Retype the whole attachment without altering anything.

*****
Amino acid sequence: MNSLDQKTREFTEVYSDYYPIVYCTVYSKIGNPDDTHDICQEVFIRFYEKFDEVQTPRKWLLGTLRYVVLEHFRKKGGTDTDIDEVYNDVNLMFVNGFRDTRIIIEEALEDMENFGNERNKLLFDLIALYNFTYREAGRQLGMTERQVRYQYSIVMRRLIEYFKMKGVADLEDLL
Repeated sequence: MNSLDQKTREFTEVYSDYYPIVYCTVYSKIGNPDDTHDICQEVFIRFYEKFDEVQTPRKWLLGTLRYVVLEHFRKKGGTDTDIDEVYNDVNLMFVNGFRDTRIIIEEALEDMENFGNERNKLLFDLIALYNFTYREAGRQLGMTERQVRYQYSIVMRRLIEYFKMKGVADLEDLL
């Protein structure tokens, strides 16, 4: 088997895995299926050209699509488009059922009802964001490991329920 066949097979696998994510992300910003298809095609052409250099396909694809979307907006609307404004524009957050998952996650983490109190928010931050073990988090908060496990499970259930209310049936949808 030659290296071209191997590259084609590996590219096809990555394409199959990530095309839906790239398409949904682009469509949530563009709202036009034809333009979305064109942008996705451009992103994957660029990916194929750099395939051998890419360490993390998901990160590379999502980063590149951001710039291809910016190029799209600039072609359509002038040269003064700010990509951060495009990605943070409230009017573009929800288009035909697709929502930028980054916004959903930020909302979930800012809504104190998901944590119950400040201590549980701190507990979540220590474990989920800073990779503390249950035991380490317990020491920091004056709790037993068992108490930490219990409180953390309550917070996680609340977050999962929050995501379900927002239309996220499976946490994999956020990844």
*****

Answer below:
Amino acid sequence: MNSLDQKTREFTEVYSDYYPIVYCTVYSKIGNPDDTHDICQEVFIRFYEKFDEVQTPRKWLLGTLRYVVLEHFRKKGGTDTDIDEVYNDVNLMFVNGFRDTRIIIEEALEDMENFGNERNKLLFDLIALYNFTYREAGRQLGMTERQVRYQYSIVMRRLIEYFKMKGVADLEDLL
Repeated sequence: MNSLDQKTREFTEVYSDYYPIVYCTVYSKIGNPDDTHDICQEVFIRFYEKFDEVQTPRKWLLGTLRYVVLEHFRKKGGTDTDIDEVYNDVNLMFVNGFRDTRIIIEEALEDMENFGNERNKLLFDLIALYNFTYREAGRQLGMTERQVRYQYSIVMRRLIEYFKMKGVADLEDLL
């Protein structure tokens, strides 16, 4: 088997895995299926050209699509488009059922009802964001490991329920 066949097979696998994510992300910003298809095609052409250099396909694809979307907006609307404004524009957050998952996650983490109190928010931050073990988090908060496990499970259930209310049936949808 030659290296071209191997590259084609590996590219096809990555394409199959990530095309839906790239398409949904682009469509949530563009709202036009034809333009979305064109942008996705451009992103994957660029990916194929750099395939051998890419360490993390998901990160590379999502980063590149951001710039291809910016190029799209600039072609359509002038040269003064700010990509951060495009990605943070409230009017573009929800288009035909697709929502930028980054916004959903930020909302979930800012809504104190998901944590119950400040201590549980701190507990979540220590474990989920800073990779503390249950035991380490317990020491920091004056709790037993068992108490930490219990409180953390309550917070996680609340977050999962929050995501379900927002239309996220499976946490994999956020990844």